Tag Archives: Art in SL

Art and artistry: Toysoldier Thor

Blogger, activist, supporter of live entertainment, raconteur, content creator – there are many ways in which Toysoldier Thor can be defined. However, the one by which he is perhaps best known is that of artist – and deservedly so.

A resident of Second Life since 2008, Toy works in both 2D and 3D mediums, many of which bridge the physical and virtual “divide” in the most interesting of ways. While his art has been widely exhibited across the grid – and even interpreted through dance – perhaps the best way to become acquainted with his work is by visiting his in-world gallery.

It would be easy to attempt witticism by referring to the gallery as his “toybox”,  but it would also be unfair; what is on offer across five floors of viewing rooms is a veritable treasure trove of unique art. All of the pieces on display are available for purchase (and any aficionado of art is going to be hard-pressed not to walk away with one or two purchases); but more to the point, each comes with its one descriptive note card, obtained by touching the work in question.

These cards are well worth reading. Far from being a purely descriptive piece on the art itself, they delve into the history of the work  – the inspiration behind it, the techniques used to produce it, the sources from which Toy drew in developing it, and so on. In this way, the cards not only reveal more about the piece, they allow us to share in the entire creative process, and provide links to influences and so on, thus providing a unique insight into not only Toy’s craft, but also to Toy himself.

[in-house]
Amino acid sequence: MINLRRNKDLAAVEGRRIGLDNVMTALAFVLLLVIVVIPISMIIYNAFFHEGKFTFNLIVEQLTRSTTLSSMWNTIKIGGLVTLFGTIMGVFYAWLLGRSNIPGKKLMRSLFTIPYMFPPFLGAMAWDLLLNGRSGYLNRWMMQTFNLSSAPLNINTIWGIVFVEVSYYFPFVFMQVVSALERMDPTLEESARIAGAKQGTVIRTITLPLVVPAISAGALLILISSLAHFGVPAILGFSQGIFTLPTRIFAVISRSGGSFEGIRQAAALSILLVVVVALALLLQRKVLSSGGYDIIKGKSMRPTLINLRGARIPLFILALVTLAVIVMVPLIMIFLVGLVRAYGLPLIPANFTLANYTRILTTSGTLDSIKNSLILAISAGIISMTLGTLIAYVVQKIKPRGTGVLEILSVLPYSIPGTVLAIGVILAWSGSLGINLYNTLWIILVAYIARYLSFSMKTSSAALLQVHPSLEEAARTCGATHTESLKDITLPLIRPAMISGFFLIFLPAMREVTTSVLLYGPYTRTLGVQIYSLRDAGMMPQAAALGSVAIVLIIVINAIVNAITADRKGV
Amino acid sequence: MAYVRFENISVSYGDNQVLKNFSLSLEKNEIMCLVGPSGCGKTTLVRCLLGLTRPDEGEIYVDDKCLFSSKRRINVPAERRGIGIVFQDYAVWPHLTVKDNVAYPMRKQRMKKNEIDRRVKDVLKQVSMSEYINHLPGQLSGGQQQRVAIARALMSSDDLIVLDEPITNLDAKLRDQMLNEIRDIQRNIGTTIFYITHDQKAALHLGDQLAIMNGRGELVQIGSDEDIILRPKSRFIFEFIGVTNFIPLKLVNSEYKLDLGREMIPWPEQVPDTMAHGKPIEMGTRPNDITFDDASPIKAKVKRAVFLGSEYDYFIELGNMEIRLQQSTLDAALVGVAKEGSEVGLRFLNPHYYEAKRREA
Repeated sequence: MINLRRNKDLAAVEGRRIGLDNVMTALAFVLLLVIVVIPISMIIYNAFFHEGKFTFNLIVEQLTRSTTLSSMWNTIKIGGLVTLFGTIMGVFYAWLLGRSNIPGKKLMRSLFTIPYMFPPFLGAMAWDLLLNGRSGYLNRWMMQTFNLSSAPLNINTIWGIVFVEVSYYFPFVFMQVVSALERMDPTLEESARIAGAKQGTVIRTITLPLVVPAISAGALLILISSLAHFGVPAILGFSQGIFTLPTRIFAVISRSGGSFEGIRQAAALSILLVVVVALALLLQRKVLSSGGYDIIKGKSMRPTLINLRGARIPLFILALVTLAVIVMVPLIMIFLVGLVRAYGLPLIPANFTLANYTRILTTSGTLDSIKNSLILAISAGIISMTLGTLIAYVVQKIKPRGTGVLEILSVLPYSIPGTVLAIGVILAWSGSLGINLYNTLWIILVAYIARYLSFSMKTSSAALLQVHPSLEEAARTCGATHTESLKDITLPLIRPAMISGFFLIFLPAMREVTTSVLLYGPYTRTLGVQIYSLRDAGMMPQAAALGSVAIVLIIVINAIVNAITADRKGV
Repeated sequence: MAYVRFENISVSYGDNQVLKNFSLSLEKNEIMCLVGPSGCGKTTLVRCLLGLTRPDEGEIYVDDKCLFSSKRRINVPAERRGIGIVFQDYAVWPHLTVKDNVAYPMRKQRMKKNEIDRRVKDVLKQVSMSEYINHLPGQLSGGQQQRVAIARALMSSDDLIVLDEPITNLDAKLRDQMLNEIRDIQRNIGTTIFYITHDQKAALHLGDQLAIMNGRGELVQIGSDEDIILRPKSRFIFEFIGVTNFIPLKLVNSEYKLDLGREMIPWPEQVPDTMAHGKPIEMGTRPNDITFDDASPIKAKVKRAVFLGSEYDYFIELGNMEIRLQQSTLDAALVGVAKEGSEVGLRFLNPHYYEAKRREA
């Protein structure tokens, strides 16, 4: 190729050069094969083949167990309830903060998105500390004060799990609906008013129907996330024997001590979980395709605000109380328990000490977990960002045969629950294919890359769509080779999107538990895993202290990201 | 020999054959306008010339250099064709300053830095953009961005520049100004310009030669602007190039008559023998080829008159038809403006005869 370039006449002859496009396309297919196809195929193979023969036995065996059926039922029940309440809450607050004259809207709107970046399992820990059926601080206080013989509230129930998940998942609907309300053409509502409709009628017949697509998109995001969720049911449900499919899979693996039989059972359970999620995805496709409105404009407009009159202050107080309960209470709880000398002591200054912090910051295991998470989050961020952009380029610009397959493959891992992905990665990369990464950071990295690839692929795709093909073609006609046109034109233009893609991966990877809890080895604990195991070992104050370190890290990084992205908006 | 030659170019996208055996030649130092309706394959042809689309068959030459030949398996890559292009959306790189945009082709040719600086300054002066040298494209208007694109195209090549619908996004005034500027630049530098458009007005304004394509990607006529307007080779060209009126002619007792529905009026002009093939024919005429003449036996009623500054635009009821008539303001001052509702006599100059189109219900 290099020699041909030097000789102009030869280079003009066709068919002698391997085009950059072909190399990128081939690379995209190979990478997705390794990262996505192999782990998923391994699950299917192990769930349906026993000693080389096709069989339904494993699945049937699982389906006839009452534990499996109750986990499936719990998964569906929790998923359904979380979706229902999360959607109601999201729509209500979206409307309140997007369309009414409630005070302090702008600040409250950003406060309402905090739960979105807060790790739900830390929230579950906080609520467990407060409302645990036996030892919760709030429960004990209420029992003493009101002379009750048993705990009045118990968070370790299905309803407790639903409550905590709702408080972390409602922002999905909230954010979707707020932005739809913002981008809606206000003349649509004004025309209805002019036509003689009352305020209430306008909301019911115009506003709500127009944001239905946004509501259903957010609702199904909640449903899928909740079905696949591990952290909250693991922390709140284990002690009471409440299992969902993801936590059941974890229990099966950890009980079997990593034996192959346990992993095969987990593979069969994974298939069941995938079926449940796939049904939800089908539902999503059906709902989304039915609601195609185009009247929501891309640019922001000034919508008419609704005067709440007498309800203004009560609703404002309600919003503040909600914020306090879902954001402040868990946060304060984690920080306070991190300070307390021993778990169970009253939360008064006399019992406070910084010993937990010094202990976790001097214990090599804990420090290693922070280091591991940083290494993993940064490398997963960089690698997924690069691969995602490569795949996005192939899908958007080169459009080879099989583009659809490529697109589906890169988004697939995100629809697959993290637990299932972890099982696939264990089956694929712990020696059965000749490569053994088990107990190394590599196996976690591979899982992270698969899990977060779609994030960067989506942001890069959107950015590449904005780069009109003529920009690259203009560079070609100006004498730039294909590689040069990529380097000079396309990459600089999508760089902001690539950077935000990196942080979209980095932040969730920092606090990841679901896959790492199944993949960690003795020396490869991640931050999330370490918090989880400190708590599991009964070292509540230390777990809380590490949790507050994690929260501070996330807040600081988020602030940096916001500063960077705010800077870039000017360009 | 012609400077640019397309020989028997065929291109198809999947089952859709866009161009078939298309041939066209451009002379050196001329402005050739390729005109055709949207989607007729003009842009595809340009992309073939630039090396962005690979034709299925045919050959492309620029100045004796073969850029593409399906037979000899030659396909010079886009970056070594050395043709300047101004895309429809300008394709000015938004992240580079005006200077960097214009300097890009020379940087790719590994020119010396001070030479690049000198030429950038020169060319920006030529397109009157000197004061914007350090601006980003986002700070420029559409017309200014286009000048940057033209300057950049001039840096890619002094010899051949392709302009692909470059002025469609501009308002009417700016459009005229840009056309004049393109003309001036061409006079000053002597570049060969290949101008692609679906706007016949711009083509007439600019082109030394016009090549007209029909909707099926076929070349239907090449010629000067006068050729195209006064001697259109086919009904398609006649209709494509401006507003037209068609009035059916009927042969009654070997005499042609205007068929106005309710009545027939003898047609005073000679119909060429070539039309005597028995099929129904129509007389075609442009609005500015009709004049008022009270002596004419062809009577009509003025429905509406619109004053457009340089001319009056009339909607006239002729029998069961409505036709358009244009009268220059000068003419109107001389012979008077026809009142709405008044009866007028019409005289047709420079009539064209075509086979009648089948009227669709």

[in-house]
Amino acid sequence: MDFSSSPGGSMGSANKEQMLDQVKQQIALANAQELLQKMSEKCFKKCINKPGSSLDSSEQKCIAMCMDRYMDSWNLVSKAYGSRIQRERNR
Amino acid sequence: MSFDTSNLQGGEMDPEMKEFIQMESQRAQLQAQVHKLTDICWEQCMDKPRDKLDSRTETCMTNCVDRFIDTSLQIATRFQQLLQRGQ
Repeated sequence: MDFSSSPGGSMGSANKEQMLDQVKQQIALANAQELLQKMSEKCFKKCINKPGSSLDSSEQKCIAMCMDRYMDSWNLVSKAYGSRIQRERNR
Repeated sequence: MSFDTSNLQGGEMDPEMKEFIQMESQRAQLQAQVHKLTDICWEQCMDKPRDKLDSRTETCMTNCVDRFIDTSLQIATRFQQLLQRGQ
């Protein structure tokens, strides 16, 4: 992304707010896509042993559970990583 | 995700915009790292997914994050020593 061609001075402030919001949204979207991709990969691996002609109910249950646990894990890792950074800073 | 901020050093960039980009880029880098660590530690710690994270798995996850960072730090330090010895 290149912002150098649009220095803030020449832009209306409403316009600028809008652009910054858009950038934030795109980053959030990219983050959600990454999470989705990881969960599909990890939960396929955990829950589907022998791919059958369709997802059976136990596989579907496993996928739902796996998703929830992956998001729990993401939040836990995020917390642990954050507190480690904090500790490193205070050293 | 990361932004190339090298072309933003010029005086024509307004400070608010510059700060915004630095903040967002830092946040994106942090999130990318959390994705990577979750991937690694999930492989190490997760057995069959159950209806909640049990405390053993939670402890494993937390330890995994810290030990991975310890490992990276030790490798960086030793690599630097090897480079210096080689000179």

The uppermost floor of the gallery includes a number of Toy’s mesh sculptures, including the remarkable Shattered. A remarkable and emotive piece Toy has produced as both 2D art in the physical world and a 3D mesh model in Second Life, Shattered and the artist have been engaged on a remarkable journey, further narrowing the perceived divide between the virtual and the physical; the piece first becoming a 3D printed model, and which now looks set to become cast in bronze in the physical world as well (and which you can still pre-order).

It’s actually this element of physical / virtual cross-over that I find really compelling in Toy’s art. By this, I don’t mean how he might use Photoshop or other digital wizardry in order to edit and enhance photos originating from in-world, but how he actually combines virtual and physical world images to create some quite spectacular works of art. As examples of this, I would point visitors to both Assassin’s Prayer and to Death Seer (seen in the above picture, on the right), which are, in a gallery of quite extraordinary art, utterly stunning.

Those familiar with toy’s work will need no prompting when it comes to a visit to his gallery. If, however, you’ve not taken the time to pay a visit, then it is well worth adding to your itinerary. Anyone who enjoys and appreciates art in either the virtual or the physical world is unlikely to be disappointed; quite the reverse, in fact.